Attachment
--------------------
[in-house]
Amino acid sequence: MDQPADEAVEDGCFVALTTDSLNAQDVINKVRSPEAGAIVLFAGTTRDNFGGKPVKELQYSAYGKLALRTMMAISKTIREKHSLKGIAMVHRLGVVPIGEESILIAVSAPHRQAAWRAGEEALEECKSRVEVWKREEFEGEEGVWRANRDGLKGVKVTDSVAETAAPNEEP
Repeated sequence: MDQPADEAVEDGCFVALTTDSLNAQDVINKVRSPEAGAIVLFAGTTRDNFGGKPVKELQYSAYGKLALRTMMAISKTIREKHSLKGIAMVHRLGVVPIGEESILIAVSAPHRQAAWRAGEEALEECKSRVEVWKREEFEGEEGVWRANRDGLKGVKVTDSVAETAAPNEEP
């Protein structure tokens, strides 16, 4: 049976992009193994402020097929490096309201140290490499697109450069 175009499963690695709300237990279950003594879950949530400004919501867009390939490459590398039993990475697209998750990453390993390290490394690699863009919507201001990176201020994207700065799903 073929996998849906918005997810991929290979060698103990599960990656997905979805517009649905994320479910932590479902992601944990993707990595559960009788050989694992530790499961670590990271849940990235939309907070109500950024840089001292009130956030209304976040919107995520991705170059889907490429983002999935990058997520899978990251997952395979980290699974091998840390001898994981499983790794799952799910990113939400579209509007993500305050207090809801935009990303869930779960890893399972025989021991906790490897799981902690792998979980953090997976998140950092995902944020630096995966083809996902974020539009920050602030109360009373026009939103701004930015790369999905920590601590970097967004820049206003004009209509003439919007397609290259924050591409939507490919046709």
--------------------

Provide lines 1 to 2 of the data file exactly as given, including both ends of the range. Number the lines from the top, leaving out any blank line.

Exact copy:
[in-house]
Amino acid sequence: MDQPADEAVEDGCFVALTTDSLNAQDVINKVRSPEAGAIVLFAGTTRDNFGGKPVKELQYSAYGKLALRTMMAISKTIREKHSLKGIAMVHRLGVVPIGEESILIAVSAPHRQAAWRAGEEALEECKSRVEVWKREEFEGEEGVWRANRDGLKGVKVTDSVAETAAPNEEP